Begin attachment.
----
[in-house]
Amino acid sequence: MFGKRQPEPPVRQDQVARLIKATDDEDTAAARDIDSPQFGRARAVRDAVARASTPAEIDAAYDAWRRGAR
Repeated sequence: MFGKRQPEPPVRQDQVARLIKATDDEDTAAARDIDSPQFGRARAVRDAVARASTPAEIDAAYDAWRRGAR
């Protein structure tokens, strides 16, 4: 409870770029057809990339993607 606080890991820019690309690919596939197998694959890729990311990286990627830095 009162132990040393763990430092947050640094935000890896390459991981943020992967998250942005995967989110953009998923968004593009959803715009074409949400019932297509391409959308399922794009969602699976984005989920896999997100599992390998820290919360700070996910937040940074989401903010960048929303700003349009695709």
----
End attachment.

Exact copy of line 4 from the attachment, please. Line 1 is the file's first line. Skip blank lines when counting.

């Protein structure tokens, strides 16, 4: 409870770029057809990339993607 606080890991820019690309690919596939197998694959890729990311990286990627830095 009162132990040393763990430092947050640094935000890896390459991981943020992967998250942005995967989110953009998923968004593009959803715009074409949400019932297509391409959308399922794009969602699976984005989920896999997100599992390998820290919360700070996910937040940074989401903010960048929303700003349009695709």